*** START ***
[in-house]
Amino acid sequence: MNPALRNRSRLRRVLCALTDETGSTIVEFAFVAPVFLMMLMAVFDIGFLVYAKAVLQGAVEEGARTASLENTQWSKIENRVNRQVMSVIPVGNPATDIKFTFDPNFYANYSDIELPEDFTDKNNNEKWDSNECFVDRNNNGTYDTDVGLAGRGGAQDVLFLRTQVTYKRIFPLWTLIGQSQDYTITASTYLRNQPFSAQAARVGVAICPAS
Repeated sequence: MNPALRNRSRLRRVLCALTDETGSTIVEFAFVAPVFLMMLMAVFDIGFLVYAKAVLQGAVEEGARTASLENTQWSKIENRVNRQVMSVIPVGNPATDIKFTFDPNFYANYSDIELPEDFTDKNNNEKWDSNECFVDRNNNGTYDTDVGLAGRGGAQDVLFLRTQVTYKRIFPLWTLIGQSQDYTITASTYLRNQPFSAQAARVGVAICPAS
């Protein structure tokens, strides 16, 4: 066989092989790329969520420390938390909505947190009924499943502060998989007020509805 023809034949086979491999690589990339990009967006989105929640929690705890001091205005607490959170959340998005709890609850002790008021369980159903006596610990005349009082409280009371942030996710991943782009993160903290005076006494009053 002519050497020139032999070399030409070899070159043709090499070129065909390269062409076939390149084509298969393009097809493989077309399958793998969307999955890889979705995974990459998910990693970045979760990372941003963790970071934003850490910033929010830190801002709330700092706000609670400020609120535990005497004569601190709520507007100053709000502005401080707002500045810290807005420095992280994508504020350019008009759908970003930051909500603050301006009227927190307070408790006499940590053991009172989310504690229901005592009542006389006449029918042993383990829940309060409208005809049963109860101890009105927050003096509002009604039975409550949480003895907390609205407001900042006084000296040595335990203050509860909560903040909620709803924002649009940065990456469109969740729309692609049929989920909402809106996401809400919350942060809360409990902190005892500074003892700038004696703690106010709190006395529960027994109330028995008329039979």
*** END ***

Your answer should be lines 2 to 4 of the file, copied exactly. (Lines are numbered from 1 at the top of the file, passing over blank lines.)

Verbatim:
Amino acid sequence: MNPALRNRSRLRRVLCALTDETGSTIVEFAFVAPVFLMMLMAVFDIGFLVYAKAVLQGAVEEGARTASLENTQWSKIENRVNRQVMSVIPVGNPATDIKFTFDPNFYANYSDIELPEDFTDKNNNEKWDSNECFVDRNNNGTYDTDVGLAGRGGAQDVLFLRTQVTYKRIFPLWTLIGQSQDYTITASTYLRNQPFSAQAARVGVAICPAS
Repeated sequence: MNPALRNRSRLRRVLCALTDETGSTIVEFAFVAPVFLMMLMAVFDIGFLVYAKAVLQGAVEEGARTASLENTQWSKIENRVNRQVMSVIPVGNPATDIKFTFDPNFYANYSDIELPEDFTDKNNNEKWDSNECFVDRNNNGTYDTDVGLAGRGGAQDVLFLRTQVTYKRIFPLWTLIGQSQDYTITASTYLRNQPFSAQAARVGVAICPAS
């Protein structure tokens, strides 16, 4: 066989092989790329969520420390938390909505947190009924499943502060998989007020509805 023809034949086979491999690589990339990009967006989105929640929690705890001091205005607490959170959340998005709890609850002790008021369980159903006596610990005349009082409280009371942030996710991943782009993160903290005076006494009053 002519050497020139032999070399030409070899070159043709090499070129065909390269062409076939390149084509298969393009097809493989077309399958793998969307999955890889979705995974990459998910990693970045979760990372941003963790970071934003850490910033929010830190801002709330700092706000609670400020609120535990005497004569601190709520507007100053709000502005401080707002500045810290807005420095992280994508504020350019008009759908970003930051909500603050301006009227927190307070408790006499940590053991009172989310504690229901005592009542006389006449029918042993383990829940309060409208005809049963109860101890009105927050003096509002009604039975409550949480003895907390609205407001900042006084000296040595335990203050509860909560903040909620709803924002649009940065990456469109969740729309692609049929989920909402809106996401809400919350942060809360409990902190005892500074003892700038004696703690106010709190006395529960027994109330028995008329039979």